[Herald Interview] What life is really like in Korea: YouTubers Whitney, Kyu-ho

By Rumy Doo

Published : Feb 14, 2018 - 15:16
Updated : Feb 14, 2018 - 17:46

From Korean dramas, “Gangnam Style” and BTS to the PyeongChang Winter Olympics, Korea has been on the receiving end of tremendous exposure to global audiences in recent years.

But there are two influencers on YouTube who want to share with foreigners what “real life” -- often less glamorous but more human -- is like in Korea. The Korea Herald sat down with Lee Kyu-ho and Whitney on Feb. 7 at Google’s Campus Seoul to discuss their content. 

 

Whitney (left) and Kyu-ho talk with The Korea Herald on Feb. 7 at Google’s Campus Seoul. (Rumy Doo/The Korea Herald)


International couple’s normalcy

It’s a lazy afternoon in Seoul. Husband Lee Kyu-ho is chopping vegetables in the kitchen for a salad. Wife Sarah opens the door to receive a delivery. In the box is a new collar the couple ordered a few days ago for their pet cat Beemo, who is sunbathing by the window.

This international couple’s laid-back everyday life has been garnering popularity on YouTube. Korean Kyu-ho and Canadian Sarah, who married in 2015, are at once typical and ideal newlyweds. They eat, travel and live out their days together in a companionship that fans say is heartwarming to watch.

Sarah (left) and Kyu-ho (2hearts1seoul/YouTube)

 
“I knew you were going to say that,” Sarah often tells Kyu-ho. “I knew you would like that,” he comments after getting her to try something new. Their simple joys are documented on the YouTube channel 2hearts1seoul.

The couple’s goal is to share the realities of life in Korea, as well as the normalcy of an international marriage, Kyu-ho says.

“There really isn’t a culture barrier between Sarah and me,” said Kyu-ho, who grew up in international schools in Russia and India. But many of 2hearts1seoul’s subscribers and fans have questions about international marriages and families.

Sarah (left) and Kyu-ho (2hearts1seoul/YouTube)


Kyu-ho says he has received his share of negative comments since beginning his channel three years ago. “People would say, ‘You should marry from your own race.’ And there were comments too awful to repeat.”

Nowadays, as more foreigners are visible on Korean television, the Korean public is becoming increasingly more open, Kyu-ho noted.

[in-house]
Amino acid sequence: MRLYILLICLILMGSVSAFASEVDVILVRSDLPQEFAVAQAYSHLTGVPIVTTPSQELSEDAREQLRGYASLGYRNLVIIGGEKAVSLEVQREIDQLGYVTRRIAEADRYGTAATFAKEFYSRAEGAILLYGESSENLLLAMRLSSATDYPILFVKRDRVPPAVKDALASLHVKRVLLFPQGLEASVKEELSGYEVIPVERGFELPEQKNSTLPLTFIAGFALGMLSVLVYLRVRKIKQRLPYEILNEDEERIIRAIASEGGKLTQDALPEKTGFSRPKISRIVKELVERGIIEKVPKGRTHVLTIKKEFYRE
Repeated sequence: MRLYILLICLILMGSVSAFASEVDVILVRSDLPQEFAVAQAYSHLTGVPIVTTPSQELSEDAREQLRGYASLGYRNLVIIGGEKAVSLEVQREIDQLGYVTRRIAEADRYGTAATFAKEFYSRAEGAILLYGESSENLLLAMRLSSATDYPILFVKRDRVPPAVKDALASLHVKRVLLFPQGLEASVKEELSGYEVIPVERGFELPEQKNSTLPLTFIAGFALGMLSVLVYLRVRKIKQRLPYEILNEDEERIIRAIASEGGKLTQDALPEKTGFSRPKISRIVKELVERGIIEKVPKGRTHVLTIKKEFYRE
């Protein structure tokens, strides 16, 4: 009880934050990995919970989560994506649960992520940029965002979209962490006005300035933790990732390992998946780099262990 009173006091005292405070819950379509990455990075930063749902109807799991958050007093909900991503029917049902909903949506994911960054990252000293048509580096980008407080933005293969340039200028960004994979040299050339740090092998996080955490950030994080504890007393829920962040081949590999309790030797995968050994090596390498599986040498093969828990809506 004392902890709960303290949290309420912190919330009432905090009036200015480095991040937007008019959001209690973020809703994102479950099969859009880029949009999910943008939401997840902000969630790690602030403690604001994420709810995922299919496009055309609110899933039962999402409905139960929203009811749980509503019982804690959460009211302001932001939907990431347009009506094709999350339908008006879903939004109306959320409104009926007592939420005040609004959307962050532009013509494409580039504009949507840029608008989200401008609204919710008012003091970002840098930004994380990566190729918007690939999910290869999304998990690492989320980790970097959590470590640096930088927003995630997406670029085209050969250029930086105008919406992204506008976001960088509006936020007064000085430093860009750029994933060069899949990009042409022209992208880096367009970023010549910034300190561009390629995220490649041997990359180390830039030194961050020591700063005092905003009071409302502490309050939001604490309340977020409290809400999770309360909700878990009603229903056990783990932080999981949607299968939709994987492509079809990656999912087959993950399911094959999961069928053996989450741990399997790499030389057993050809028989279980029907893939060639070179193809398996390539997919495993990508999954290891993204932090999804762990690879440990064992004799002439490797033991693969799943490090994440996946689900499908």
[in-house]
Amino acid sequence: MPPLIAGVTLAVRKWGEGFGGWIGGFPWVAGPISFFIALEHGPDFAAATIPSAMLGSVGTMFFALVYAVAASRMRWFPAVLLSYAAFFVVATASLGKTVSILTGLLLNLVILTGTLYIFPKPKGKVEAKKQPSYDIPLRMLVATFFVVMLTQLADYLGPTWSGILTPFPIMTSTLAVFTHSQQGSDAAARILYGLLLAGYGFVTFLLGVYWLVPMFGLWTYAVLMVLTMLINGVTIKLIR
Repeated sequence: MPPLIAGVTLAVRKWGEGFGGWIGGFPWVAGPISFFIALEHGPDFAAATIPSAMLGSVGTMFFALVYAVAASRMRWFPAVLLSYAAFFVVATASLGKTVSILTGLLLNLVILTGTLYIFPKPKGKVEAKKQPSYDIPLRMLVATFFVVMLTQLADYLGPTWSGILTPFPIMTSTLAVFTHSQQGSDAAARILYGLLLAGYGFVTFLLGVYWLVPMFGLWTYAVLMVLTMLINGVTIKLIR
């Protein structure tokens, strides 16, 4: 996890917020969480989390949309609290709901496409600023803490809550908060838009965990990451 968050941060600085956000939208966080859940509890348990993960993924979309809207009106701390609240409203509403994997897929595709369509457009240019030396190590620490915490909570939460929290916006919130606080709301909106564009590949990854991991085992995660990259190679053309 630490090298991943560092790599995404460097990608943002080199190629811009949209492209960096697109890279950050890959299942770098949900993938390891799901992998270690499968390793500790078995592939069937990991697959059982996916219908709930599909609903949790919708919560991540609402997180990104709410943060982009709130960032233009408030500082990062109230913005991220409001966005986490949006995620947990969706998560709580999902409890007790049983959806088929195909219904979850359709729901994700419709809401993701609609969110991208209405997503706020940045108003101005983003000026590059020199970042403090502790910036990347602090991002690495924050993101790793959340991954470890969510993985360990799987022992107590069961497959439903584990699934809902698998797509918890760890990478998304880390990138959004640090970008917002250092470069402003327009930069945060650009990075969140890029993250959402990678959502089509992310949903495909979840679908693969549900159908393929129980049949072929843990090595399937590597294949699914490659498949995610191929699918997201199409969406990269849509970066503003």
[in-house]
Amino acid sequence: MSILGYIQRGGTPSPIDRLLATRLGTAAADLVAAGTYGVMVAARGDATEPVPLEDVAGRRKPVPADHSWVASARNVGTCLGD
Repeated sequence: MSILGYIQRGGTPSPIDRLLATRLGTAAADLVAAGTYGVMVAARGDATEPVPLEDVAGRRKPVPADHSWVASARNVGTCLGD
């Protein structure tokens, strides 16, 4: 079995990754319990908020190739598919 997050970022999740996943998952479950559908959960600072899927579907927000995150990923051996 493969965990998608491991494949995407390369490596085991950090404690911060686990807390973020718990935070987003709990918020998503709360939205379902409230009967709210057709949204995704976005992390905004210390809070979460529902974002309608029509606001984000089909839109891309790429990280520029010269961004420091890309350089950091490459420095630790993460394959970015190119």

“We’re all the same human beings, just with slightly different cultures and language.”

Sarah (left) and Kyu-ho (2hearts1seoul/YouTube)


International couples often approach Kyu-ho and Sarah and begin chatting animatedly about the similarities and differences between their lives, he says.

“Sixty percent of our viewers are from abroad. I think people are interested in different cultures. We’re curious how others celebrate holidays, birthdays, etc. On YouTube, we can just ask, and people reply.”

The fun ‘unni’

In terms of sheer excitement, Whitney just might rank at the top among YouTubers. In videos that address everything from Korean beauty regimes to how Koreans stare at foreigners, the American creator laughs loudly, squeals with glee and throws her hands up in the air. When trying Korean convenience store snacks, she uses all of her face to express the taste.

Whitney, who started her channel whitneybae four years ago, says she first made Korean friends while in university in the US. They fully welcomed her into their group, teaching her Korean slang and introducing her to a whole different culture.

Whitney (whitneybae/YouTube)


“Wherever you go, Korean kids stick together. But they weren’t a closed-off group, at least in my experience. They were so welcoming. Nobody treated me differently,” she said.

Through more and more foreigners are becoming enamored with K-dramas, they often overlook the fact that the shows are fantasized versions of life in Korea, Whitney says.

“But in real life there are some differences, of course. Kids are hanging out in PC bangs (cyber cafes). In some ways it’s not as glamorous as you think.”

Whitney (whitneybae/YouTube)


On her English-language channel, Whitney has been filming Korean students’ outfits on the streets, from school uniforms to casualwear. “The response to that has been really great,” she said. “People want to know what it’s really like here.”

As an African-American woman living in Korea, creating both Korean-language and English-language content for Korean and international viewers, Whitney says she has definitely experienced ambiguities in identity.

“Sometimes I do feel like I’m left out because I make content in Korean but I’m not Korean, so I feel like people don’t know where to place me.”

Whitney (whitneybae/YouTube)


Even so, Whitney wants to stay here and continue creating content. The warm responses of her subscribers keep her going, she says.

“There’s such a bond. ... Younger female fans say, ‘Unni (an affectionate Korean term for older female friend), why are you getting prettier each day?’ When they meet me in the streets, they come and hug me. They’re so sweet.”

By Rumy Doo (doo@heraldcorp.com)

Ahn Sang-yool (koolsangon@heraldcorp.com) contributed to reporting.




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